The Historical Merit Badge Program gives you the perfect chance to organize exciting activities for your Scouts, while connecting them with the BSA’s rich past. It’s another example of the BSA’s devotion to Celebrating the Adventure, Continuing the Journey.

92 thoughts on “Historical merit badges help Boy Scouts celebrate Scouting’s past

  1. That seems to be the question – Will they be able to use them towards Rank Advancement or just for fun Merit Badges?

  2. Will a merit badge counselor have to sign up in order to teach any of these merit badges? I think that this is neat for the boys to be able to do. Also, it will fun and interesting for the counselors. Will there be available merit badge handbooks for these?
    Kahl Edwards

  3. Neat! I went back and looked at my ‘ole’ Merit Badge Sash for my Eagle Scout Award of 1949. Yes, I earned Carpentry and Pathfinding Merit Badges. Thanks for the memory!
    Yours In Service,
    Carl Melvin Bennett
    MC HNES Pack 0327
    Council 773

  4. p.s. I have JPEG scans, Part A and B, of my ‘Ole’ Merit Badge sash for my Eagle Scout Award Silver Palm 1951. If you would like a copy, how would I send them to you?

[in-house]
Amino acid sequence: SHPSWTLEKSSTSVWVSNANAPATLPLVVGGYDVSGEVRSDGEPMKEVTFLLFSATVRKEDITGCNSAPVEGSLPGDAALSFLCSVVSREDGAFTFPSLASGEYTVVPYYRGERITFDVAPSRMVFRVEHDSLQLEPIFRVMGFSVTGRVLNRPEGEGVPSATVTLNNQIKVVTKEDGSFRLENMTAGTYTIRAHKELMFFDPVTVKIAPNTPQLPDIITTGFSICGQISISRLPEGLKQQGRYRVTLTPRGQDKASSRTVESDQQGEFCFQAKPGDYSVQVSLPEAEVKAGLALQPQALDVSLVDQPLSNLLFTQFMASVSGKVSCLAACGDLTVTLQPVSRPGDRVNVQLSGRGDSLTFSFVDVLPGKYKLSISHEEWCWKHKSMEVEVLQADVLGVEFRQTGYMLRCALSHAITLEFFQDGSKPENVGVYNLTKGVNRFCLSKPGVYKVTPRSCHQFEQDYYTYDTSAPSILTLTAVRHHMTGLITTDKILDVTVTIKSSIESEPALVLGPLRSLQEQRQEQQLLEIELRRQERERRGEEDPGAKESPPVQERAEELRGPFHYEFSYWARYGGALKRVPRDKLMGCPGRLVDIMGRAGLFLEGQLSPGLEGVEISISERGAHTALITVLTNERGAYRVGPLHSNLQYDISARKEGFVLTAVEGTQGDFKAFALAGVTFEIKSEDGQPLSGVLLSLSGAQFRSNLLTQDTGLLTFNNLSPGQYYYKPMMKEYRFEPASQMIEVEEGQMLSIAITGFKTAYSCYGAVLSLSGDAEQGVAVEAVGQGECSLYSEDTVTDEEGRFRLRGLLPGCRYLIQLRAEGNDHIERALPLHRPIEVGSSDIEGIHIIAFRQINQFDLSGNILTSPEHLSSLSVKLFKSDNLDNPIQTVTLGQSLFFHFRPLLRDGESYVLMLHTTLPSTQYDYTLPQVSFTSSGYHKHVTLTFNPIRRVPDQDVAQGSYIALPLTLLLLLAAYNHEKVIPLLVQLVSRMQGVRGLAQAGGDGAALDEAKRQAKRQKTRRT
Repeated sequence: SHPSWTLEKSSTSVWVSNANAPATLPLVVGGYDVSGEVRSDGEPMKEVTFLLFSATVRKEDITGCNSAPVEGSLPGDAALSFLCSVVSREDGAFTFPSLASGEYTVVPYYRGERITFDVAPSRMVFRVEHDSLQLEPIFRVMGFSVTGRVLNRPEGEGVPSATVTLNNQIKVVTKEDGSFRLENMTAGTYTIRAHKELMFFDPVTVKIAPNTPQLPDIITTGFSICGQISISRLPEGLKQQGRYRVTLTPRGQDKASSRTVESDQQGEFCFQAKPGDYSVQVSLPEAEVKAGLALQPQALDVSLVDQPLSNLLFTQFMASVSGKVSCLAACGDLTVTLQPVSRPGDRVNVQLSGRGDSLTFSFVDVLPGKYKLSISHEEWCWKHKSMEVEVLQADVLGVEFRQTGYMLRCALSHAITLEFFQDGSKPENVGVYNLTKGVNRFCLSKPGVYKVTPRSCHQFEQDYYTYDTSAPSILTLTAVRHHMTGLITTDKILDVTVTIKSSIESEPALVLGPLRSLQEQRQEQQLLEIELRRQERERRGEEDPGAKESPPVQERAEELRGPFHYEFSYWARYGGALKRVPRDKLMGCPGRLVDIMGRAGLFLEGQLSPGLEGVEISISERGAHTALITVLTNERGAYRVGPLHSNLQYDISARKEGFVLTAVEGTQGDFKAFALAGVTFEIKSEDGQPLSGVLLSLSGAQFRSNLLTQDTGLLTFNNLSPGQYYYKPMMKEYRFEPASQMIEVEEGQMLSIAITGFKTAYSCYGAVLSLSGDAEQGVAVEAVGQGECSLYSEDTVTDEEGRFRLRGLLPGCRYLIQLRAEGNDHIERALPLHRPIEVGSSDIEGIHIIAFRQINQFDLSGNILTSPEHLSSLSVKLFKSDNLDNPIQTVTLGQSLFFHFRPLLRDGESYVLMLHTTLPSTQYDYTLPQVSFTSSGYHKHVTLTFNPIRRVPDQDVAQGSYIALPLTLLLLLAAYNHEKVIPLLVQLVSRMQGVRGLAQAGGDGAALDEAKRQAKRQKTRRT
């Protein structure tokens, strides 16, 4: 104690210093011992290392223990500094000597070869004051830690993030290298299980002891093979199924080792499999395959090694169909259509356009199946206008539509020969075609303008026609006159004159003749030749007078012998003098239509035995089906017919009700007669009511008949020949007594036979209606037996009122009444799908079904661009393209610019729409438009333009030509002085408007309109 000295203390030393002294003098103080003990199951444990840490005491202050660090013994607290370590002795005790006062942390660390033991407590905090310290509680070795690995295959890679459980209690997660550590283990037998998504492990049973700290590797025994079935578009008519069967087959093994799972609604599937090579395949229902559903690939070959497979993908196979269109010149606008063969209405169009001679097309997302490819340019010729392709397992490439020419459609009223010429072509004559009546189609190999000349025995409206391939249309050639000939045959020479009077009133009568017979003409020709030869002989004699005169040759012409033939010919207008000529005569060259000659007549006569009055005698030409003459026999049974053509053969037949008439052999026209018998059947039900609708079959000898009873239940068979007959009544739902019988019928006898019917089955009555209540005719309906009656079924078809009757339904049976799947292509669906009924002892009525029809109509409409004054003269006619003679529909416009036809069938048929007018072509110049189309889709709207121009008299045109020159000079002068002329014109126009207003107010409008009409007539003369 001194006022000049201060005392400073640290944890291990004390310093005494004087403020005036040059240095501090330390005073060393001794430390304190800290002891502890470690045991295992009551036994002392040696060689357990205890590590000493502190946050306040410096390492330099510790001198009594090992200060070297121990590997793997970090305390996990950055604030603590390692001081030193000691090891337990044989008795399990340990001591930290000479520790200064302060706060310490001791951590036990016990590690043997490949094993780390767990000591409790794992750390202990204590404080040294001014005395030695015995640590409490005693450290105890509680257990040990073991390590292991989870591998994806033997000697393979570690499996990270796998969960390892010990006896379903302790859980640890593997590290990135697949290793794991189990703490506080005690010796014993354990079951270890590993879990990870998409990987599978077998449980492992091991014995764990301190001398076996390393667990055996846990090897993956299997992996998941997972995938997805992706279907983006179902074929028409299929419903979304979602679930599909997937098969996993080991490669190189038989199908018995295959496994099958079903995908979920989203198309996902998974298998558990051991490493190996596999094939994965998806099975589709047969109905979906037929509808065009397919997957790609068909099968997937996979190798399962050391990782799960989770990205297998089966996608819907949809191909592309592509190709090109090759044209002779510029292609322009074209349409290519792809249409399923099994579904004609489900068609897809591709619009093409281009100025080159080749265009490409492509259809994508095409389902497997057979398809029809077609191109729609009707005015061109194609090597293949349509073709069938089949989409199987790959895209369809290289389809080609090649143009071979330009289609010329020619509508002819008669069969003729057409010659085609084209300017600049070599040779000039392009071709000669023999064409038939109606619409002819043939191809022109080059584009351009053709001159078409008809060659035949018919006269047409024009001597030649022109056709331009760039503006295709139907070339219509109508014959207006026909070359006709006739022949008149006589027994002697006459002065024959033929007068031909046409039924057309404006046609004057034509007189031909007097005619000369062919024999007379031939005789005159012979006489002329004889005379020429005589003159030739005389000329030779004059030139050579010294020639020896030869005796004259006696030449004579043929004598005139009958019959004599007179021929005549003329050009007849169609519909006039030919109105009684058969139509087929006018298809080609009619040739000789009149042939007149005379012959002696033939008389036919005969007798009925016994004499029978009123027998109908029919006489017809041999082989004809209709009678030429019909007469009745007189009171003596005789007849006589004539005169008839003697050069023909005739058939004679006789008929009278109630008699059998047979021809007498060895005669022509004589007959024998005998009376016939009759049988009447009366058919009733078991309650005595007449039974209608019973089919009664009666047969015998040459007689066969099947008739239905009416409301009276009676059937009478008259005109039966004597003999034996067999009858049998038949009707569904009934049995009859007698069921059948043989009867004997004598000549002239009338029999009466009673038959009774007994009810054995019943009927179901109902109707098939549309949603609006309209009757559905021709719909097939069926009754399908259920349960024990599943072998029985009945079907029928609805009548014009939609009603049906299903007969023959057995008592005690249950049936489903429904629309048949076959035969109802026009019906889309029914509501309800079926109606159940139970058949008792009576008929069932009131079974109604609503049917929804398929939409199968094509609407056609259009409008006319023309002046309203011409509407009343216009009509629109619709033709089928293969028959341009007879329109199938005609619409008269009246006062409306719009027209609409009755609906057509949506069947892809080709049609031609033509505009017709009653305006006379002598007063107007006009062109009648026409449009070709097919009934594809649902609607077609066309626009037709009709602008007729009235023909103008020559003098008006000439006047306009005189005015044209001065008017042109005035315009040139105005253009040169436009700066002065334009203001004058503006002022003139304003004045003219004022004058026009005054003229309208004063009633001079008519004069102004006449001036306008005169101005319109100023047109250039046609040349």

NESA Life Member
    CMB Merit Badge Sash 1952 A.jpeg
    CMB Merit Badge Sash 1952 B.jpeg

  5. Note: I find no Tracking MB in my 1914, 1927, 1940; 1948 BSA Handbooks. I do find a Stalking MB in my 1914, 1927; 1940 BSA Handbooks, but not in my 1948 BSA Handbook.
    There is a Second Class Tracking Requirement (page 138) in my 1940 BSA Handbook. I find only a Chapter 13 “TRACKING AND STALKING” (page 245) in my 1948 BSA Handbook. Hope this is useful history. CMB, Eagle Scout 1949.
    p.s. I have twelve relevant JPEG scans from the above BSA Handbooks if anyone desires them. Just email me.

  6. To answer some questions…
    These will count as the elective merit badges needed for rank advancement.
    No word on merit badge counselors yet, but presumably you’ll need a registered BSA counselor like you do for other merit badges.
    These merit badges are only for Boy Scouts, but Cub Scouts would still enjoy age-appropriate activities in these subject areas.

  7. Tracking was originally called Stalker, then Stalking. Am sure the BSA desided to re-name it for PC reasons.
    Merit Badges are only for Boy Scouts, so, no, Cub Scouts can’t earn them.

  8. Hi MBROWN. I can not find a Stalker MB in my 1911, 1914, 1927, 1940, or 1948 BSA Handbook. My 1911 BSA Handbook shows a Stalking MB on page 42. Do you have a reference to a Stalker MB? I concur with the PC comment. As a Scout in the 1940′s it was a complement to be called a gay stalker. That seems not to be so now.

  9. I would think that all of these skills are appropriate in some ways. Certainly carpentry is a useful skill. Pathfinding sounds like orienteering. Tracking is a skill that is like an investigator, but in the forest. It should empasize awareness of our surroundings and that sounds good to me. Signaling is a lost art, but is it can be critical if the infrastructure breaks down (be prepared). I would like to see some signing for the deaf, for example